Scott Christian Sava is an fine artist, visual effects artist, illustrator, animator, director, writer, and producer. And I have a feeling this list only begins to scratch the surface of Scott’s many talents. Above all, Scott is a storyteller and dreamer of dreams. And it is those dreams that have me very excited about the possibilities for children’s stories on the big and small screen now and well into the future. Scott’s mission, simply put, is to make “the world a kinder, gentler place, one story at a time.” The world needs a lot more filmmakers like Scott.
His new film coming out this summer is Animal Crackers, only one of many magical projects in his pipeline. So sit back, grab your favorite beverage, and delve into Scott’s world of dreams in our fabulous interview!
Scott Christian Sava’s Magical Beginnings
Reel Mama: Your favorite movies are classics like The Princess Bride, The Neverending Story, and Clash of the Titans, and your favorite books include The Hobbit, The Narnia Chronicles and Princess of Mars. How have these books influenced your own storytelling for the page and screen?
Scott Christian Sava: Oh. I think they’ve instilled a sense of wonder and a fondness for adventure. The Hobbit was the first real novel I ever read, and I still remember the engrossing feeling of being IN middle earth. Being so absorbed with the story and characters that when I would put the book down…I felt like I was waking from a vivid dream.
The Princess Bride, on the other hand… taught me “snark.” Ha Ha. The wit and charm of that film… the one-liners. Wow.
Every book I’ve written has been influenced by these (and others) and I think that’s healthy for any creator to acknowledge that “nothing is new.” We are influenced… and we should embrace our influences. Give credit to them.
Reel Mama: The goal of your production company Blue Dream Studios is to make “the world a kinder, gentler place, one story at a time.” How can your stories help accomplish this?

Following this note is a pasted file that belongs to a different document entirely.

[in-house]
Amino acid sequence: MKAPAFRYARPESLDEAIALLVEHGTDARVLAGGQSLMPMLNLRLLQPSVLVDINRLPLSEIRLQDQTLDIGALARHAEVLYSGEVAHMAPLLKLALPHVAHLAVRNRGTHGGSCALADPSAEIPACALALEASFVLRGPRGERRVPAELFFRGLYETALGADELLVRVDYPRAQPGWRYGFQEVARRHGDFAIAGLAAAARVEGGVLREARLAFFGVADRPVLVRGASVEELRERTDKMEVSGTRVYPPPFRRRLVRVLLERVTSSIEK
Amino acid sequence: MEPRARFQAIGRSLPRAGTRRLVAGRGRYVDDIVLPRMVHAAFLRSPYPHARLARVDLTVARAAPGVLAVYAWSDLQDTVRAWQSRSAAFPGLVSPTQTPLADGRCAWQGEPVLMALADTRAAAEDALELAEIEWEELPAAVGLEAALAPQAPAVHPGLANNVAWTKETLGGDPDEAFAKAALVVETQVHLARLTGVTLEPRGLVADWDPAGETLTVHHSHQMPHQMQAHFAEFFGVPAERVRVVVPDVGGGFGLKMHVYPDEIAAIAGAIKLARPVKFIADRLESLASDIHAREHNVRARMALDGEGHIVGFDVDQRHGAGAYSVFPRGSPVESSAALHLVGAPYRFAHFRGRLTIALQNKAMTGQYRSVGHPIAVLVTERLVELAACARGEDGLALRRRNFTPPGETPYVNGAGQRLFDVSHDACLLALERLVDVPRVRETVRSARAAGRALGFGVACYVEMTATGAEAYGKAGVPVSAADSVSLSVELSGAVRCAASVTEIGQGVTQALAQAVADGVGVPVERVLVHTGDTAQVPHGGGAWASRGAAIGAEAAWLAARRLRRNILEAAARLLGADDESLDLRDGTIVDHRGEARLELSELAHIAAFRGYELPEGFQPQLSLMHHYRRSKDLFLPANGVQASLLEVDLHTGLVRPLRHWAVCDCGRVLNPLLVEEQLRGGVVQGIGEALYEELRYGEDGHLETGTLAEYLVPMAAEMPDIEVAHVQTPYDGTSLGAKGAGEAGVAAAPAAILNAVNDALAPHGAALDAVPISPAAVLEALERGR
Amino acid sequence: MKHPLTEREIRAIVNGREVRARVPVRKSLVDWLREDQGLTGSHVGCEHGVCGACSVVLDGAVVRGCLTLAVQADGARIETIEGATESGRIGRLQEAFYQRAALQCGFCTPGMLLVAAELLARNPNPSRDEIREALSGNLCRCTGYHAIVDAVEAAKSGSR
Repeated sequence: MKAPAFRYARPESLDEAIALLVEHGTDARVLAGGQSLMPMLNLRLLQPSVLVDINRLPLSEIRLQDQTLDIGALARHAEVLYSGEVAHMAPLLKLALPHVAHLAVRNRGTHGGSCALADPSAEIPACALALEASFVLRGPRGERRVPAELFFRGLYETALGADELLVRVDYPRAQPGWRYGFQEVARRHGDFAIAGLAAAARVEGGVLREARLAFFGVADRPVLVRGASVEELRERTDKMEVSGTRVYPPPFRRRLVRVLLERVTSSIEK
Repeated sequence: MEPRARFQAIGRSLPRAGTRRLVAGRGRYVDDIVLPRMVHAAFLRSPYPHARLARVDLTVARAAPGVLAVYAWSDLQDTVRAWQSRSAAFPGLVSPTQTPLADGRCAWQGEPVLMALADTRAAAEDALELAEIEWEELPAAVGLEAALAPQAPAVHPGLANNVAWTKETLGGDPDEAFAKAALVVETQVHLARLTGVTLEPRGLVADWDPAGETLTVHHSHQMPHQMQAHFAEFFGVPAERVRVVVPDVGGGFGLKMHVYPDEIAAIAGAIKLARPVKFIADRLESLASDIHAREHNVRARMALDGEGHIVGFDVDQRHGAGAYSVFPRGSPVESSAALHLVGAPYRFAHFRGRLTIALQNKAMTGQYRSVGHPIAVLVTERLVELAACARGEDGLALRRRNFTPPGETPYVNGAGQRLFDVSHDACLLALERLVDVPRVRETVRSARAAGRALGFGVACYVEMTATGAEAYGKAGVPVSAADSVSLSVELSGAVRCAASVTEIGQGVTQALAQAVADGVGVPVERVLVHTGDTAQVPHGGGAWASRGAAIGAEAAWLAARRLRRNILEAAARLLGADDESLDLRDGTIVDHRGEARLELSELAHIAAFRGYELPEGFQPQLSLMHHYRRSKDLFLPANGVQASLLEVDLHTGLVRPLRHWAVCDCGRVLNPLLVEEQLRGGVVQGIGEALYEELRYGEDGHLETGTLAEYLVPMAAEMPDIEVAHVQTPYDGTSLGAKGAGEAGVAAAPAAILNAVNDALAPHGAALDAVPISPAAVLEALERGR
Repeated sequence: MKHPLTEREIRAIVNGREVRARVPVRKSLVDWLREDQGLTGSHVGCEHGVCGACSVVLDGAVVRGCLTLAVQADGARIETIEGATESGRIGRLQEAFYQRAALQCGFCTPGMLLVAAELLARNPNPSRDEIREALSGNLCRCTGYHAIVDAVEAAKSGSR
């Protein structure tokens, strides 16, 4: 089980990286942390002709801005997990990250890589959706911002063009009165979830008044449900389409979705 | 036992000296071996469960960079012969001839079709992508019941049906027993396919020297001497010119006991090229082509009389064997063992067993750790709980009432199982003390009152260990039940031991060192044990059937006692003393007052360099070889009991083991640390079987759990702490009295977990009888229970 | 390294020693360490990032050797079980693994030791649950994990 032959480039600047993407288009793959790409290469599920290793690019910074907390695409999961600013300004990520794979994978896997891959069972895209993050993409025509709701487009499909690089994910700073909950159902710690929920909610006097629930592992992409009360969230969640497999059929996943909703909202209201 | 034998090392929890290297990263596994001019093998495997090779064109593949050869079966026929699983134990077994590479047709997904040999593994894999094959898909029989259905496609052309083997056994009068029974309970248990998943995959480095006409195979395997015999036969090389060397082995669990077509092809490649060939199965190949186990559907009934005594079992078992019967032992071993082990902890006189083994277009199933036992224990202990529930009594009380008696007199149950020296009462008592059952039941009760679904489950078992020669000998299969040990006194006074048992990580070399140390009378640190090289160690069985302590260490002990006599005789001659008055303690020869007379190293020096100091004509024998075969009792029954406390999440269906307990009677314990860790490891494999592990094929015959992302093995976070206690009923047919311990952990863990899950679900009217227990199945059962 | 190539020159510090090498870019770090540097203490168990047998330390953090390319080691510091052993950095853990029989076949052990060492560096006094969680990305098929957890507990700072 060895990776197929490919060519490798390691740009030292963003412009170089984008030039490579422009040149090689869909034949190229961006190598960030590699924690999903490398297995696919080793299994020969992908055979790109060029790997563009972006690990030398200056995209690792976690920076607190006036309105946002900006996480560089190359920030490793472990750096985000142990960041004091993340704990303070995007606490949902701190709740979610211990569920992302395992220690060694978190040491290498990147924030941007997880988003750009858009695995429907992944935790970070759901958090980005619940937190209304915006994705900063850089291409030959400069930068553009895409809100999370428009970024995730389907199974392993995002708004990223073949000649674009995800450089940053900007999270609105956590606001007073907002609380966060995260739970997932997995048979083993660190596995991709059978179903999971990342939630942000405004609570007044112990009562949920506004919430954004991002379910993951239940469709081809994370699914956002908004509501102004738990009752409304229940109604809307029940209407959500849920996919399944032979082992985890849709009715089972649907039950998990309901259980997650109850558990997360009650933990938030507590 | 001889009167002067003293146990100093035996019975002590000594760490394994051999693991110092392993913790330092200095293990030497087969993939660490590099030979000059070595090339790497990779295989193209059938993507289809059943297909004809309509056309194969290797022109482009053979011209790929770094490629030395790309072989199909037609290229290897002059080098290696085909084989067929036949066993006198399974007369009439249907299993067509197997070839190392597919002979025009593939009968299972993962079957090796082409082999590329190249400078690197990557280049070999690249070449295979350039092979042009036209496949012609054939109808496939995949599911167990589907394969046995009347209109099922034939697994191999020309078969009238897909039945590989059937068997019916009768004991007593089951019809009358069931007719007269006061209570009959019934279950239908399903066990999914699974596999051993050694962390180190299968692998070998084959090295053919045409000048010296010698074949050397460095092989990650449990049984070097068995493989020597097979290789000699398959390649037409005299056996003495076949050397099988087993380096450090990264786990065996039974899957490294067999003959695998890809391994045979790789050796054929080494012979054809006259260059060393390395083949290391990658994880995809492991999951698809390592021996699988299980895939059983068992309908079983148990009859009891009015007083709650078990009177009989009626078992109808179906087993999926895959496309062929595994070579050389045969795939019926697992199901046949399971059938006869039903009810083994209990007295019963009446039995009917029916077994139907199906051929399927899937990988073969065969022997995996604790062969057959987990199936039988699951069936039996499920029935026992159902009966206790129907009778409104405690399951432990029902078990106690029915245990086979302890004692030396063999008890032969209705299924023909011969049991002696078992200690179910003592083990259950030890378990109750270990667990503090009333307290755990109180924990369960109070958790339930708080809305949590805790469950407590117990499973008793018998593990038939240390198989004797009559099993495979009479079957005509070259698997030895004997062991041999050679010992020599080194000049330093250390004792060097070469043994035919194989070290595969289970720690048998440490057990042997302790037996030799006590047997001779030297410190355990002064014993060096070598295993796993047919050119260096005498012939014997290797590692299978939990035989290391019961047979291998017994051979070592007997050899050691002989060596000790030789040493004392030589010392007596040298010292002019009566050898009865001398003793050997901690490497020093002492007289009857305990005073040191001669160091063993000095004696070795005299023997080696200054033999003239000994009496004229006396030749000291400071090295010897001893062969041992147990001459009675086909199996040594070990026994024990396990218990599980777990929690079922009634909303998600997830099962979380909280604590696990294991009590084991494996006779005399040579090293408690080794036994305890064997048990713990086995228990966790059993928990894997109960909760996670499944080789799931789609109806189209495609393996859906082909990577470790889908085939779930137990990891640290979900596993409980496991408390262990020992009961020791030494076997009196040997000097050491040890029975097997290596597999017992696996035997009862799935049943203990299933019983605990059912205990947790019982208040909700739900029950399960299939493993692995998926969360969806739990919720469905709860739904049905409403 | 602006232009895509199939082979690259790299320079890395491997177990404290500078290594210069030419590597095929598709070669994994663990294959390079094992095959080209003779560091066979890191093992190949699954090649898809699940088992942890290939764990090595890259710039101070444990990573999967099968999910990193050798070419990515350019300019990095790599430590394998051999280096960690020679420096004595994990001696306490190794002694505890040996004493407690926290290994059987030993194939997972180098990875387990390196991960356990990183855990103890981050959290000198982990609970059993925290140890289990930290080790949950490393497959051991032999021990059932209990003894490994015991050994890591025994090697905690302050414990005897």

Scott: I think my wife Donna came up with that goal… and she’s really the champion of this.
I think it came from the fact that we’ve been working in comic books for 20 years now and have seen the heroes we grew up on get darker and grittier with each new iteration. When we had our twin boys 15 years ago, I had just finished a stint on Spider-Man (my childhood dream come true). We had to change writers at the last minute, and suddenly my “kid friendly” Spider-Man story became about greed, death, hitmen, and cancer. Literal cancer (the writer killed off the Lizard’s wife).
When our boys were born, I couldn’t find comics I could read to them. So I decided to make my own.
Over the years, I’ve written over a dozen books and one in particular (The Dreamland Chronicles) has amassed over 34 million readers online. Eight books in the series. A line of toys.
We were getting letters from parents thanking us for giving their kids something to read. Children would come to comic conventions dressed as my characters. They’d bring drawings. The children would give us thank-you cards for helping them through bullying or tragedies in the family.
We found we were making people happy. And I think that’s where Donna solidified our “goal.” And I hope we can make a difference. In any small way we can.
Reel Mama: What is your new animated movie Animal Crackers about, and who is your favorite character in the movie?
Scott: Animal Crackers is based off of one of the books I wrote for my boys. The book (which you can buy in stores or Amazon) is about a boy named Owen and his sister Zoe (named after my niece and nephew) who go to the circus one day with their uncle Doug, and Owen gets a box of magical animal crackers. These crackers turn him into any animal he eats. So, if he eats a lion cookie… POOF. He’s a lion. A giraffe cookie? POOF… he’s a giraffe.
With the aid of the cookies, he and his sister rescue the animals from the circus.